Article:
Sam Wood and Jake Adicoff ski together at the 2021 Para Snow Sports World Championships in Lillehammer, Norway. (Photo: Alex Livesey)
As a three-time Olympian in the biathlon, Susan Dunklee often crossed paths with U.S. Para Nordic skiing coaches and athletes when she was training at different courses around the country.
On one occasion, she was asked at the last minute to serve as a guide for a visually impaired athlete who was about to take part in a friendly relay race in Bend, Oregon.
Dunklee agreed to do it, even though she admitted she didn’t know what she was doing. She gave verbal cues while skiing to help the visually impaired athlete get around a small, snow-covered loop without crashing.
“It was a little scary, to be honest, because there’s a lot of responsibility that you have when you’re guiding somebody,” Dunklee said. “You have to be a good communicator. You have to be very attentive, and that’s a heavy thing to try to take on.
“But again, it can be such a gift for somebody to help them be able to enjoy the snow.”
Dunklee retired from the biathlon this past spring after competing at the Olympic Winter Games Beijing 2022. She has shifted her focus now that she’s done racing, and she’ll introduce a small group of visually impaired athletes to Para Nordic skiing this weekend.
Dunklee is helping to run a three-day ski clinic at the Craftsbury Outdoor Center in Craftsbury Common, Vermont, where she works as the center’s running director.
The ski clinic is designed for two different groups: visually impaired athletes who are new to competitive skiing, and experienced skiers who are interested in serving as guides for athletes who can’t see during a race.
Each athlete will be paired with a guide this weekend, and they’ll ski together during several sessions on snow.
“The whole idea of this clinic is to be able to give athletes who might want to try ski racing,” Dunklee said. “They might’ve done some skiing in the past. They might’ve done other sports and really enjoyed competing in other sports, but (this clinic is) giving them an option to kind of get their feet wet with a little higher level with ski training.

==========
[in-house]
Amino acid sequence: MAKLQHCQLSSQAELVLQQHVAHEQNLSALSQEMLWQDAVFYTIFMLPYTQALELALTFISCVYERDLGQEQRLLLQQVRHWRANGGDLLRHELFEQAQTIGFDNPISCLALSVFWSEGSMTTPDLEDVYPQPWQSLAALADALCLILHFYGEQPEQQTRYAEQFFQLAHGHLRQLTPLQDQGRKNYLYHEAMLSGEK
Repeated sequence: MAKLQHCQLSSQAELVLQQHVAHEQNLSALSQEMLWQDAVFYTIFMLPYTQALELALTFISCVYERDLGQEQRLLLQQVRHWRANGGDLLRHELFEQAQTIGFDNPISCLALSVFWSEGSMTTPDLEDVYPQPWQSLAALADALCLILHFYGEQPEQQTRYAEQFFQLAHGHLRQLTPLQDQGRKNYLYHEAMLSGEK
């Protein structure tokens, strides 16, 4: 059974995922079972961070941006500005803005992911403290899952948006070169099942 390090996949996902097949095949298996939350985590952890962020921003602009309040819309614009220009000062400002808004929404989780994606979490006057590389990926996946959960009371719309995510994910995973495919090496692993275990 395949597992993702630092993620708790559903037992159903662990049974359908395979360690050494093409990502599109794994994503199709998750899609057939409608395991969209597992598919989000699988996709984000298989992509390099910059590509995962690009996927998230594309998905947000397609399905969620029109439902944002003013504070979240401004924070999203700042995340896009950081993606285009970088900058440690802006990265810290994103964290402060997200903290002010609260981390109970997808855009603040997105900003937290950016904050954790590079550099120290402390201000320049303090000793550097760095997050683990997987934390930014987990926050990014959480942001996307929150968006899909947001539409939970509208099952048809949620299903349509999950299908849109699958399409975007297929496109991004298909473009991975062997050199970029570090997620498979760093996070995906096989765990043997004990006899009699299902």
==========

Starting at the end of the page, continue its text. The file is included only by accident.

“The other purpose of the clinic is to try to train guides and kind of build up the guide pool and give people an opportunity to try it out.”
This is the first time that the Craftsbury Outdoor Center has hosted such a clinic. It was made possible with support from the Foreseeable Future, a nonprofit organization that enables visually impaired individuals to live fulfilling lives through sports and recreation.
Visually impaired athletes need a strong connection with their guides to be successful as Para Nordic skiers. It typically takes time for athletes and guides to work as a team and communicate well on the course to go as fast as possible during a race.
Dunklee said visually impaired athletes from Minnesota to New England will attend this weekend’s ski clinic. One athlete is expected to bring her own guide with her, but the rest of the athletes will be paired with new guides for the first time.
“I think a big component of this clinic is developing a relationship of trust between a guide and an athlete and giving people the tools they need to be able to ski safely and have fun with it,” Dunklee said. “To me, enjoying the sport and what you’re doing is so important as a foundation for going anywhere with it.”
Attendees at the clinic will get to learn more about the athlete-guide relationship from proven guide Sam Wood.
Wood served as the guide for his close friend, three-time Paralympian Jake Adicoff, at the Beijing Games in March. Together, they won a gold medal as members of the cross-country mixed relay team and silver in a pair cross-country races.
U.S. Ski & Snowboard later named Adicoff and Wood as its Adaptive Athletes of the Year for their performance in Beijing.
Wood is expected to share his experiences in Beijing with the athletes and guides this weekend at Craftsbury. He can tell them how to build trust and good forms of communication, which will lead to faster times on snow.
“It’s on the snow and it’s off the snow, right?” Dunklee said. “You’re doing some ski work on the snow, but we are also encouraging the guides to really work with the athlete in kind of getting around (Craftsbury’s) campus, getting meals in the dining room and just spending time together, talking, communicating.
“We have a lot to learn, and we’re really excited to have Sam along to help us learn because he has such a wealth of knowledge around this and the dynamic and how you create the dynamic.”